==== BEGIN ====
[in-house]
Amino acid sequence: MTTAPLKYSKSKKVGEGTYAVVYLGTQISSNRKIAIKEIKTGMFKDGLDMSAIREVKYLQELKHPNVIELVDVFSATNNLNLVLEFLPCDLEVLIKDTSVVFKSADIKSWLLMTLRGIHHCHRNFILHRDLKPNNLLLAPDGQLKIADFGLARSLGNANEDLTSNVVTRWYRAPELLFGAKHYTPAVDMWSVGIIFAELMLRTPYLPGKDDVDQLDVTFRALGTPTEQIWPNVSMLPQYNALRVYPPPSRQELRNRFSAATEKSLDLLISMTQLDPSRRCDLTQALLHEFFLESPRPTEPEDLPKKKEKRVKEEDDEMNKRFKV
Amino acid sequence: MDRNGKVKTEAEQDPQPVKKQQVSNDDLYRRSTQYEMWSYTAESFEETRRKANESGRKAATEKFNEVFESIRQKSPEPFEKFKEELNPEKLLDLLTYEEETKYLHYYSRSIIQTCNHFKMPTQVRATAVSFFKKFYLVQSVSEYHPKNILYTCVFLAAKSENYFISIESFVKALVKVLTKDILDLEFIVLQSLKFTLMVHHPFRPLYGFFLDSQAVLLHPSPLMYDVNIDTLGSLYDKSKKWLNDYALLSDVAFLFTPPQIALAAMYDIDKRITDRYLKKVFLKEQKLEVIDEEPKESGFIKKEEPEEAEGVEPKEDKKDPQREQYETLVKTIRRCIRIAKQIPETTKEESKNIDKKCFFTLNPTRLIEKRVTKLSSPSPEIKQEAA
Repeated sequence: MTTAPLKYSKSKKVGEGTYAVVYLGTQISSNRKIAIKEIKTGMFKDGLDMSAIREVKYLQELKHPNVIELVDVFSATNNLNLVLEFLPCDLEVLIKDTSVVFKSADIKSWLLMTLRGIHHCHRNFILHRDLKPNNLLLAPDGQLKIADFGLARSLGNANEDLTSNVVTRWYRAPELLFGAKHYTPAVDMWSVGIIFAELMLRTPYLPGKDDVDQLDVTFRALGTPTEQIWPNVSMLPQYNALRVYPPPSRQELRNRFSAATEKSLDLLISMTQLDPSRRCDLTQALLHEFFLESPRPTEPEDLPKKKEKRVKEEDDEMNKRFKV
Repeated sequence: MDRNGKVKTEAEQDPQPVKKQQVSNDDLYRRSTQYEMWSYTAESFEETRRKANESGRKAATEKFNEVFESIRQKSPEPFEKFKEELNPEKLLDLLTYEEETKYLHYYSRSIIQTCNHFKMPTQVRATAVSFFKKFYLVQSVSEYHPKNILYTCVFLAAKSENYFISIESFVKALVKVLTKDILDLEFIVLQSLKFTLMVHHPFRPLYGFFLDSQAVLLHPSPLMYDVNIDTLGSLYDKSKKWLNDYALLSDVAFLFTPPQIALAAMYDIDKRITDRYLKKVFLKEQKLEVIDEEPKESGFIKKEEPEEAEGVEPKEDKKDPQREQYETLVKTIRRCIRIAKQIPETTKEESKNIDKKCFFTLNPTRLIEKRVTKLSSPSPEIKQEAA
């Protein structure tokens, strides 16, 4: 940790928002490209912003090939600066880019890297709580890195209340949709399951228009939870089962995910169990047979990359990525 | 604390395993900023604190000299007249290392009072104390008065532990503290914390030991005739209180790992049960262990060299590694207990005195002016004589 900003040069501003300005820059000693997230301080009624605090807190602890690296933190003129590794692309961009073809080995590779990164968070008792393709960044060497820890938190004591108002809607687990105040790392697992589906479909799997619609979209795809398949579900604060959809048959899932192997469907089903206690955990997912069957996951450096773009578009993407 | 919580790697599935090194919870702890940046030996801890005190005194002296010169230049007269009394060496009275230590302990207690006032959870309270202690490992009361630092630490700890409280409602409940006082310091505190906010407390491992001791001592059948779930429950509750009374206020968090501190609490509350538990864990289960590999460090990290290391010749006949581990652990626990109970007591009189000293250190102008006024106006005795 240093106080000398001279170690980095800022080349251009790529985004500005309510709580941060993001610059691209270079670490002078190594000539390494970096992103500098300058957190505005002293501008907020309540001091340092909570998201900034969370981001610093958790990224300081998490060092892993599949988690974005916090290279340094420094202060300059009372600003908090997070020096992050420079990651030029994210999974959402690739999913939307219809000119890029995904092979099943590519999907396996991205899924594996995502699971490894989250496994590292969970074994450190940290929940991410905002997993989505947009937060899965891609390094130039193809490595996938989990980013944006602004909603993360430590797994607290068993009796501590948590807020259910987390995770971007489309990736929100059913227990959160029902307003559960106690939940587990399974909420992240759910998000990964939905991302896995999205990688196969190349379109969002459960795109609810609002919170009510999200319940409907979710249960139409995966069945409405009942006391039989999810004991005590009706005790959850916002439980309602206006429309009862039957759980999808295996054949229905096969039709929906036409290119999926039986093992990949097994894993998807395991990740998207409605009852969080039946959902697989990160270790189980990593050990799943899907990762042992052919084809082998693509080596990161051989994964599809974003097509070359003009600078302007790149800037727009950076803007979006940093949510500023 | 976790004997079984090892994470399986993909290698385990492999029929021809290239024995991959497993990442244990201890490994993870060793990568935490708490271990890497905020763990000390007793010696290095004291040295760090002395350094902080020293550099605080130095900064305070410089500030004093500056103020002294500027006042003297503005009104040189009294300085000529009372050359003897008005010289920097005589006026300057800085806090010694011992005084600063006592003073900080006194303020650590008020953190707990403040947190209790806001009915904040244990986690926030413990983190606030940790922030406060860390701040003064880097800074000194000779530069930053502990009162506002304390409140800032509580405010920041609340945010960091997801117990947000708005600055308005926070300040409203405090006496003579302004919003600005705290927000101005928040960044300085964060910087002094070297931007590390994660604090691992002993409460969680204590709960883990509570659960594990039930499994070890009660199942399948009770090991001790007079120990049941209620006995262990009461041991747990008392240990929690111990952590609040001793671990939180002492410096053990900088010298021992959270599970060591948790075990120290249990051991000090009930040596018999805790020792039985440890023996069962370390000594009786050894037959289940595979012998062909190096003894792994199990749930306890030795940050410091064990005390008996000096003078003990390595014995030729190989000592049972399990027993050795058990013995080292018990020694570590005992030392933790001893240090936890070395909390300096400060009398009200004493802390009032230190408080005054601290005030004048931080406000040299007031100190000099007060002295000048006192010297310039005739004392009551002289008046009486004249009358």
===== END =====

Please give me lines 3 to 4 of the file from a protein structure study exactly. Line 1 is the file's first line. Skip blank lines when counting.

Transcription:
Amino acid sequence: MDRNGKVKTEAEQDPQPVKKQQVSNDDLYRRSTQYEMWSYTAESFEETRRKANESGRKAATEKFNEVFESIRQKSPEPFEKFKEELNPEKLLDLLTYEEETKYLHYYSRSIIQTCNHFKMPTQVRATAVSFFKKFYLVQSVSEYHPKNILYTCVFLAAKSENYFISIESFVKALVKVLTKDILDLEFIVLQSLKFTLMVHHPFRPLYGFFLDSQAVLLHPSPLMYDVNIDTLGSLYDKSKKWLNDYALLSDVAFLFTPPQIALAAMYDIDKRITDRYLKKVFLKEQKLEVIDEEPKESGFIKKEEPEEAEGVEPKEDKKDPQREQYETLVKTIRRCIRIAKQIPETTKEESKNIDKKCFFTLNPTRLIEKRVTKLSSPSPEIKQEAA
Repeated sequence: MTTAPLKYSKSKKVGEGTYAVVYLGTQISSNRKIAIKEIKTGMFKDGLDMSAIREVKYLQELKHPNVIELVDVFSATNNLNLVLEFLPCDLEVLIKDTSVVFKSADIKSWLLMTLRGIHHCHRNFILHRDLKPNNLLLAPDGQLKIADFGLARSLGNANEDLTSNVVTRWYRAPELLFGAKHYTPAVDMWSVGIIFAELMLRTPYLPGKDDVDQLDVTFRALGTPTEQIWPNVSMLPQYNALRVYPPPSRQELRNRFSAATEKSLDLLISMTQLDPSRRCDLTQALLHEFFLESPRPTEPEDLPKKKEKRVKEEDDEMNKRFKV